The AIM-54 Phoenix was retired from USN service on September 30, 2004. F-14 Tomcats were retired on September 22, 2006. They were replaced by shorter-range AIM-120 AMRAAMs, employed on the F/A-18E/F Super Hornet. Both the F-14 Tomcat and AIM-54 Phoenix missile continue in the service of the Islamic Republic of Iran Air Force, although the operational abilities of these aircraft and the missiles are questionable, since the United States refused to supply spare parts and maintenance after the 1979 revolution; except for a brief period during the Iran-Contra Affair (see F-14 Tomcat for more details).

An AIM-54 Phoenix being attached to an F-14 wing pylon. Note the forward wings have not been installed yet (2003)

Despite the much-vaunted capabilities, the Phoenix was rarely used in combat, with only two confirmed launches and no confirmed targets destroyed in U.S. Navy service, though a large number of kills were claimed by Iranian F-14s during the Iran–Iraq War.[citation needed] The USAF F-15 Eagle had responsibility for overland Combat Air Patrol (CAP) duties in Desert Storm in 1991, primarily because of the onboard F-15 IFF capabilities; the Tomcat did not have the requisite IFF capability mandated by the JFACC to satisfy the Rules of Engagement (ROE) in order to utilize the Phoenix capability at Beyond Visual Range (BVR). From an engineering and service standpoint, the Phoenix could be said to be a notable success. However, as the only surviving member of the Falcon missile family, it was not adopted by any other nation (besides Iran), any other U.S. armed service, or even supported by any other aircraft. It was heavy, large, expensive and not practical in close combat compared to the Sparrow or AMRAAM.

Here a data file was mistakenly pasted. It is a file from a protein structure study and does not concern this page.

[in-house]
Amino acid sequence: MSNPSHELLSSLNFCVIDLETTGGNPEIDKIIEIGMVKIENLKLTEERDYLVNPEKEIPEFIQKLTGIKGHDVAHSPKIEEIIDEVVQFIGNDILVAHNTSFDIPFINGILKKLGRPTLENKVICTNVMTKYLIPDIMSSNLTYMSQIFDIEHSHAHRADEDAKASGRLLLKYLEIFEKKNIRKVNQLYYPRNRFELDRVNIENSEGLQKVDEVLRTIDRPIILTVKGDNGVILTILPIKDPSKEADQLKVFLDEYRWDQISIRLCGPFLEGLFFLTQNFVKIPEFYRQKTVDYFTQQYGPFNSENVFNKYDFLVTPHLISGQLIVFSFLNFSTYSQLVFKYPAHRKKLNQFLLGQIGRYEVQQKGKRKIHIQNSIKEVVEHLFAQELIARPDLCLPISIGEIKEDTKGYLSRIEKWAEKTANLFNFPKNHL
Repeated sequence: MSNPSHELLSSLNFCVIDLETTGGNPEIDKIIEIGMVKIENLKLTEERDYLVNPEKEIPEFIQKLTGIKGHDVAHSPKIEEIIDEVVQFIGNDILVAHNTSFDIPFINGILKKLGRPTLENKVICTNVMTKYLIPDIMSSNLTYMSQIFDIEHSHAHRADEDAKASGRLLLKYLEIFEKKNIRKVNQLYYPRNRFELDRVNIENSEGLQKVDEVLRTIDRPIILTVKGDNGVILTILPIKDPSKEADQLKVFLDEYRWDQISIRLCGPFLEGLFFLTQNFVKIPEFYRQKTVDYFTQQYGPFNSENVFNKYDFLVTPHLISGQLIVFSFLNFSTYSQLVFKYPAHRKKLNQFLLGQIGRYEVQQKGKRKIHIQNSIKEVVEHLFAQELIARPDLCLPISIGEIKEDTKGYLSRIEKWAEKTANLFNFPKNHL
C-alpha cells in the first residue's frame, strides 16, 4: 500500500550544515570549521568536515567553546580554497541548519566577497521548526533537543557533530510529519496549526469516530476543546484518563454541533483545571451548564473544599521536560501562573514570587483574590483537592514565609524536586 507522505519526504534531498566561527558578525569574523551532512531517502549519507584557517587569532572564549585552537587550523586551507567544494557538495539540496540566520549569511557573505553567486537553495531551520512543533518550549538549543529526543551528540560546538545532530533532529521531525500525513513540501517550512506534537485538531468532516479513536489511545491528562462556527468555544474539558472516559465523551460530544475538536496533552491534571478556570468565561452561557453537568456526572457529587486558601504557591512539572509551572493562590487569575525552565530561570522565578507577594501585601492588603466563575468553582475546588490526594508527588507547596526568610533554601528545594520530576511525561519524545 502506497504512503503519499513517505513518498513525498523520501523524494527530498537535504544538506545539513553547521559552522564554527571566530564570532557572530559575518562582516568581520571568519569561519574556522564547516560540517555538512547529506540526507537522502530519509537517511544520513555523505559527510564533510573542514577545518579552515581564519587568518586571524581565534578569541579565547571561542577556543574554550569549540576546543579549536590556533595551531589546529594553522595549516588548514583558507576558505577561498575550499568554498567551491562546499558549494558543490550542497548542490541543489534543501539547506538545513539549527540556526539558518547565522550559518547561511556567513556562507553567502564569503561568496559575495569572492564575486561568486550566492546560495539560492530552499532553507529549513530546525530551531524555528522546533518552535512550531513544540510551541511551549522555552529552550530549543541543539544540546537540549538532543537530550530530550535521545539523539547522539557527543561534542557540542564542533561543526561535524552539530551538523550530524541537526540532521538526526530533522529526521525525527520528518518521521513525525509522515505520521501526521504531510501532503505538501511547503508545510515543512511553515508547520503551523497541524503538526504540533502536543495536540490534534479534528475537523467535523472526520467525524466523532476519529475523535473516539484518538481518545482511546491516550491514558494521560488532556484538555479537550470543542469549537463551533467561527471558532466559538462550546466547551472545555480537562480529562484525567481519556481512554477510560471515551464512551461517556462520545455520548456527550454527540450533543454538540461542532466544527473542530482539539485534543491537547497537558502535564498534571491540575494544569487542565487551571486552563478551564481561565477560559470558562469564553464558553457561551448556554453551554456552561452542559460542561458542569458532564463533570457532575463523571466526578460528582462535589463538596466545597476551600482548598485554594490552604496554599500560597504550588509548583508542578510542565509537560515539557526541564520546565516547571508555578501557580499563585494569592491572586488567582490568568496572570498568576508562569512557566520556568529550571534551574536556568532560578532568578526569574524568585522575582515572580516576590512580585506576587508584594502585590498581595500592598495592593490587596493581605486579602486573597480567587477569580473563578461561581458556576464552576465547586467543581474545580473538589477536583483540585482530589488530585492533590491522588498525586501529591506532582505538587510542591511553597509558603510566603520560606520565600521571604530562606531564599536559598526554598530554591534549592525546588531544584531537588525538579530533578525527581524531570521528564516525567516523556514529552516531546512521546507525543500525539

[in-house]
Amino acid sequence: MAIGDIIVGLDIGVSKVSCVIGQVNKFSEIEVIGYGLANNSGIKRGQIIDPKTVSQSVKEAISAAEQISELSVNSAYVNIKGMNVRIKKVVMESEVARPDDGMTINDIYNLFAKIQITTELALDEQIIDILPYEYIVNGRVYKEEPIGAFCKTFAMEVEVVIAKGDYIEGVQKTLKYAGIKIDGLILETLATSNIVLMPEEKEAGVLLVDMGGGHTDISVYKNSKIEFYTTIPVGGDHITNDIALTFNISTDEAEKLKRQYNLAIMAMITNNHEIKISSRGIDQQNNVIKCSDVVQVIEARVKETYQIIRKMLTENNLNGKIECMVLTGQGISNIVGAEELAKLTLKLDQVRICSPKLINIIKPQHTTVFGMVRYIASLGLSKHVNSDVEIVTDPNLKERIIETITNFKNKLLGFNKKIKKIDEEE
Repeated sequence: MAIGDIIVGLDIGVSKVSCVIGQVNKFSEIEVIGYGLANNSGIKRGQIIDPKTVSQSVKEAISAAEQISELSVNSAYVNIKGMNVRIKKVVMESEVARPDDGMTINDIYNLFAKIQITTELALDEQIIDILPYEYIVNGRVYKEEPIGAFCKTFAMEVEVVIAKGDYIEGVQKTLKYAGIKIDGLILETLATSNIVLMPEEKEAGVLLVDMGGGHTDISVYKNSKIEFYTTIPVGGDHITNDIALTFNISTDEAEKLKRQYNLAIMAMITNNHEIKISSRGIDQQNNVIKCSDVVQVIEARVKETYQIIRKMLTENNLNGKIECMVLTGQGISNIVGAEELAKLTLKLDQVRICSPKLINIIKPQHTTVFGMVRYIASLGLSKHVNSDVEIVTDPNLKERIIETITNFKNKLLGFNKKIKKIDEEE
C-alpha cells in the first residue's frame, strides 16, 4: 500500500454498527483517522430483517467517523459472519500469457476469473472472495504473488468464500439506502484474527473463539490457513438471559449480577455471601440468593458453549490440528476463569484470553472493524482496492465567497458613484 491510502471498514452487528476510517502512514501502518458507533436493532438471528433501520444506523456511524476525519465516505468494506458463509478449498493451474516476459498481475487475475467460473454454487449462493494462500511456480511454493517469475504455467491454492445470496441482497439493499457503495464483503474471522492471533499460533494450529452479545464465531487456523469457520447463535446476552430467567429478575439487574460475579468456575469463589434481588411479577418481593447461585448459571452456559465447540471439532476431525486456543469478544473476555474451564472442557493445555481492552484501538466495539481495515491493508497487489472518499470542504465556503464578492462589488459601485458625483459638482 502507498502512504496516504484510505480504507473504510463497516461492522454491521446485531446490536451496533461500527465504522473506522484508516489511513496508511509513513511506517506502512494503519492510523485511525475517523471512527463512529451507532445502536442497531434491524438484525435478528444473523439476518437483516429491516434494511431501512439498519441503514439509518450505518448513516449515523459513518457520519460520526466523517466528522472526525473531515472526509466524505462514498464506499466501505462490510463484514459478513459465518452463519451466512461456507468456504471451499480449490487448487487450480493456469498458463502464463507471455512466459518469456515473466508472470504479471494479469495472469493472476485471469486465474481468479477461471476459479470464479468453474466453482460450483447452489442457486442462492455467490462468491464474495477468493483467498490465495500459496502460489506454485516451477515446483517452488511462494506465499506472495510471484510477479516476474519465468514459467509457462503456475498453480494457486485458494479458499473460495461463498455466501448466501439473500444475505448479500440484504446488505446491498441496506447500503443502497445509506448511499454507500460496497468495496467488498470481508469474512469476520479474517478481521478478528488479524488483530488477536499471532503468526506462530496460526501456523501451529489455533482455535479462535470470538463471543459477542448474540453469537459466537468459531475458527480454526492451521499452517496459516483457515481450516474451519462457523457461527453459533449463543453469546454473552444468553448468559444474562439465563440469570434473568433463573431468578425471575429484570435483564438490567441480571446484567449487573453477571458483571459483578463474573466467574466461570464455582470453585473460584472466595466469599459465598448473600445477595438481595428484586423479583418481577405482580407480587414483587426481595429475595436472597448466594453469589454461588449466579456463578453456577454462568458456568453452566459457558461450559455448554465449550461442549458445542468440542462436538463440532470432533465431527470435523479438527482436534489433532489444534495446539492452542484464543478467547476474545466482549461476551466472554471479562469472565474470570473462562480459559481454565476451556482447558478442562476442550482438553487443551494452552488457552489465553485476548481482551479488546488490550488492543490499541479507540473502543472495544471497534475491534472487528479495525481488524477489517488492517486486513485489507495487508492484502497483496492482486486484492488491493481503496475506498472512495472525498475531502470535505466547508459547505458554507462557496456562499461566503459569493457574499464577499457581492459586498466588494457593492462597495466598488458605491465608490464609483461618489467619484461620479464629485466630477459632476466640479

An AIM-54A "Phoenix" missile on display at Grumman Memorial Park in New York.
The original version to become operational, in 1974 and exported to Iran.
Improved version, better able to counter cruise missiles. Superseded the AIM-54A from 1986.
AIM-54 ECCM/Sealed